FILE PHOTO: Visitors to the BHP (formerly known as BHP Billiton) booth speak with representatives during the Prospectors and Developers Association of Canada (PDAC) annual convention in Toronto, Ontario, Canada March 4, 2019. REUTERS/Chris Helgren

LAUNCESTON, Australia, April 29 (Reuters) – BHP Group’s proposed takeover of rival miner Anglo American is one of those rare instances where a mega-merger actually makes strong business sense, but it will be difficult to pull off to the satisfaction of all parties.

BHP BHP.AX, the world’s largest mining company, offered $39 billion last week to buy Anglo AAL.L, a move the London-listed miner that grew out of South Africa rejected as “significantly” undervalued.

The expectation now is that BHP may boost its offer, or other buyers for Anglo, or parts of its diversified portfolio, may emerge.

Much of the media attention has focused on Anglo’s copper assets as the lure for BHP, with a combined company becoming the world’s largest producer of the industrial metal with a share of around 10%.

In effect, BHP’s bid is largely seen as a massive vote of confidence in the future of copper, which is essential to the energy transition given its properties as a conductor and its resistance to corrosion.

The bid may also be a tacit admission on BHP’s part that buying copper assets is far easier than trying to find them and develop new mines.

Anglo has interests in three copper mines in Chile and its production in the 2023 financial year was 507,000 metric tons, which resulted in underlying earnings before interest, taxes, depreciation and amortisation (EBITDA) of $1.452 billion.


The London-listed miner also has a 60% share in the Quellaveco mine in Peru, which gave it production of 319,000 tons and EBITDA of $1.781 billion.

This gave Anglo total copper output of 826,000 tons and EBITDA of $3.233 billion, or 32% of the group’s total for 2023.

BHP’s copper business is more diversified, with operations in Chile, Peru, Australia and the United States, and in the 2023 financial year production was 1.717 million tons for an underlying EBITDA of $6.65 billion.

For the sake of argument, assume Anglo’s copper earnings can be maintained and the copper price remains stable, it would take about six years for the earnings to pay off half of BHP’s current offer price for Anglo.

Of course, it’s likely that there would be some cost synergies, and it’s also probably the case that copper prices rally, especially if the energy transition starts to accelerate.

That would make Anglo’s copper assets more valuable to BHP as the return would be over a shorter time period.


Of course, this assumes that BHP’s view of Anglo’s assets is that copper is effectively half of the worth of the total company, even though its only 14.5% of underlying EBITDA.

The question for investors looking at BHP’s proposed takeover of Anglo is how much are Anglo’s non-copper assets worth, can they be disposed of effectively, or integrated into the wider group.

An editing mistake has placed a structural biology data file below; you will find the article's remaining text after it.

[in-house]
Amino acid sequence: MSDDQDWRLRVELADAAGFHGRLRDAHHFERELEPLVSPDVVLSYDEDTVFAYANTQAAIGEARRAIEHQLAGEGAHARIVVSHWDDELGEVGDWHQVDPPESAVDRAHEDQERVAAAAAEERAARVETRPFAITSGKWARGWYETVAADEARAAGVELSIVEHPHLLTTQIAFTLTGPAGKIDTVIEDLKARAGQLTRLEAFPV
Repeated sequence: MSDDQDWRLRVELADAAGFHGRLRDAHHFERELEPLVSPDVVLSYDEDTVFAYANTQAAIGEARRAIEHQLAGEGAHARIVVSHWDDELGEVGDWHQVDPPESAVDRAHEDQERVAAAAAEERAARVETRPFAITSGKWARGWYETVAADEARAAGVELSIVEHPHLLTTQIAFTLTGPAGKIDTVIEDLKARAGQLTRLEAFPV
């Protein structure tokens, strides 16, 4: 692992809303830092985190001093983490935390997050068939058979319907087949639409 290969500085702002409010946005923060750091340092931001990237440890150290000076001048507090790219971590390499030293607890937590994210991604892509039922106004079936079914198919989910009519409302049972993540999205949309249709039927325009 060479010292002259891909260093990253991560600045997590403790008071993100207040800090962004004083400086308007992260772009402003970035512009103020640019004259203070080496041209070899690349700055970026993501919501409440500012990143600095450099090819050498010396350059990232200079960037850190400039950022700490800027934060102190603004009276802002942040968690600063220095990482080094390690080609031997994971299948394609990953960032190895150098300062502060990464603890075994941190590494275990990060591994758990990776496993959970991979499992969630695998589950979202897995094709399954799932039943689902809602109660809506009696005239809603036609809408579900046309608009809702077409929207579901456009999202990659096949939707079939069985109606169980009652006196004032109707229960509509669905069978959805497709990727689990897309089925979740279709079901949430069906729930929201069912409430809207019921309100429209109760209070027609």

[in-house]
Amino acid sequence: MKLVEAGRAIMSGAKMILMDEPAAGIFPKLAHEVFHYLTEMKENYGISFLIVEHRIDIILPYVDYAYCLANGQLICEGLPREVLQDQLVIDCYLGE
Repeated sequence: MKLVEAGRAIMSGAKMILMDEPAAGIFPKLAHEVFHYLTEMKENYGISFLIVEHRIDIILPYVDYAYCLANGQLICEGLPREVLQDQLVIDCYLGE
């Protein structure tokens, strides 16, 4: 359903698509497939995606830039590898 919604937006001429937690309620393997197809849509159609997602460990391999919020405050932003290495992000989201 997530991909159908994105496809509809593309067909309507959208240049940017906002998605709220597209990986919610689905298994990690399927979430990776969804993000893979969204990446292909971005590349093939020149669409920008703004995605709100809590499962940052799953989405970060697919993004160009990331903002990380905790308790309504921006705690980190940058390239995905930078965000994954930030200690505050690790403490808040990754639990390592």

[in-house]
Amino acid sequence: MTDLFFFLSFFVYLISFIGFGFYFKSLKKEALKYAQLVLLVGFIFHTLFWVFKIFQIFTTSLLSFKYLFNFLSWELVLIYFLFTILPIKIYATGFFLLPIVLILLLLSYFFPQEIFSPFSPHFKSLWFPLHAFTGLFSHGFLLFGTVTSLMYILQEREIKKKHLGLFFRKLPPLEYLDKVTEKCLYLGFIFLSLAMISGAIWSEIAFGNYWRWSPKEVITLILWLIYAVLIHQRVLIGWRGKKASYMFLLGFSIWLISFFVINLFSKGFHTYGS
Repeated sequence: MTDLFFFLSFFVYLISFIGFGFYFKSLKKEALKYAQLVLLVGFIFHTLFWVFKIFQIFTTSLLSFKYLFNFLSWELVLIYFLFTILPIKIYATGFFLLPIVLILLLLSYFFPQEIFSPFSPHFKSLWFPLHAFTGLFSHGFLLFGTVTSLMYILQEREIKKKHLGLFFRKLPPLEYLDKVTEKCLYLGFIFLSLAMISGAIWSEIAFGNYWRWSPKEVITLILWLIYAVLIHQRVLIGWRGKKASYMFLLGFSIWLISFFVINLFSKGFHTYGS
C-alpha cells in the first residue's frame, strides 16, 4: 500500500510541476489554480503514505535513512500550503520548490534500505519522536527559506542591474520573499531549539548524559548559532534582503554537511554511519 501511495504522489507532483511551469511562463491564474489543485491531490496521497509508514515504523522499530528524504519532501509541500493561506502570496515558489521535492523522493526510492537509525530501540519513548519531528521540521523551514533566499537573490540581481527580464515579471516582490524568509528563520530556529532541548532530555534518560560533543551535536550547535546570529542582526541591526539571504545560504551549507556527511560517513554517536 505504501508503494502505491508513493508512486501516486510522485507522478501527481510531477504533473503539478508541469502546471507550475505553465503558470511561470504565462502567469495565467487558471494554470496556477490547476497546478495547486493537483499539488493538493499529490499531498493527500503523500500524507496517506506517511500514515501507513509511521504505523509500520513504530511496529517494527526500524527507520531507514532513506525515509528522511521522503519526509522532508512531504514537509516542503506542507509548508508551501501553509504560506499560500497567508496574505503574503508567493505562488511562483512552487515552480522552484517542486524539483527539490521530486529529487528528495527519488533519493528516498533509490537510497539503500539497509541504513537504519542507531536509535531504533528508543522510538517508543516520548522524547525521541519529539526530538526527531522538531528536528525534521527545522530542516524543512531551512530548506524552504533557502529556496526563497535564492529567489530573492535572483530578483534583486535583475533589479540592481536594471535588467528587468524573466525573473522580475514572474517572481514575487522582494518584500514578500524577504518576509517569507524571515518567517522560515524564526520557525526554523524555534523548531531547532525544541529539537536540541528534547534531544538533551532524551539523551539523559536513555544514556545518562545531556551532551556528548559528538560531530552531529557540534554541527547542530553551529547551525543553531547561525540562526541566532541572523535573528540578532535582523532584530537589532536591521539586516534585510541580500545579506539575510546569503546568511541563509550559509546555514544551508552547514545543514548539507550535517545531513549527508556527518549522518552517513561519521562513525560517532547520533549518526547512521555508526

The asset that fits best with BHP’s existing portfolio is Anglo’s metallurgical coal mines in Australia’s Queensland state.

BHP, through its alliance with Japan’s Mitsubishi, is the world’s largest exporter of the coal used primarily to make steel, while Anglo ranks third.

Combining their assets would create a dominant metallurgical coal player, so much so that the deal is likely to attract scrutiny from regulators, especially in countries like Japan, which source the vast bulk of their coal from Australia.

The current BHP proposal foresees Anglo’s South African iron ore assets, held through Kumba Iron Ore KIOJ.J, and the platinum mines of Anglo American Platinum AMSJ.J, being divested and distributed to shareholders.


This may present problems for the South African authorities, but it’s also a sad reflection of how international companies are no longer keen on assets in the country that was once renowned as a centre of mining excellence.

Iron ore is BHP’s biggest earner, and the high-grade material produced by Kumba would be useful in the portfolio, but South Africa’s political risk and crumbling infrastructure make it unattractive.

Anglo’s Brazilian iron ore operations also offer high-grade ore, which BHP could integrate or seek to sell off.

Platinum is a commodity that may struggle in the energy transition, given its use in catalytic converters for internal combustion engine vehicles.

Anglo’s other interests, such as diamonds through De Beers, and manganese through Samancor, could most probably be sold to existing partners: the Botswana government for De Beers and South 32 S32.AX for the manganese.

Overall, the mechanics of the deal seem to make good sense for BHP.


They can be made to make sense for Anglo’s shareholders if the offer is raised high enough so that they can’t say no.

Winning over various regulators across several countries may be far more tricky, and compromises may be needed, and that could end up undermining the very logic of the deal in the first place.

Disclosure: At the time of publication Clyde Russell owned shares in BHP Group as an investor in a fund.

The opinions expressed here are those of the author, a columnist for Reuters.

(Editing by Miral Fahmy)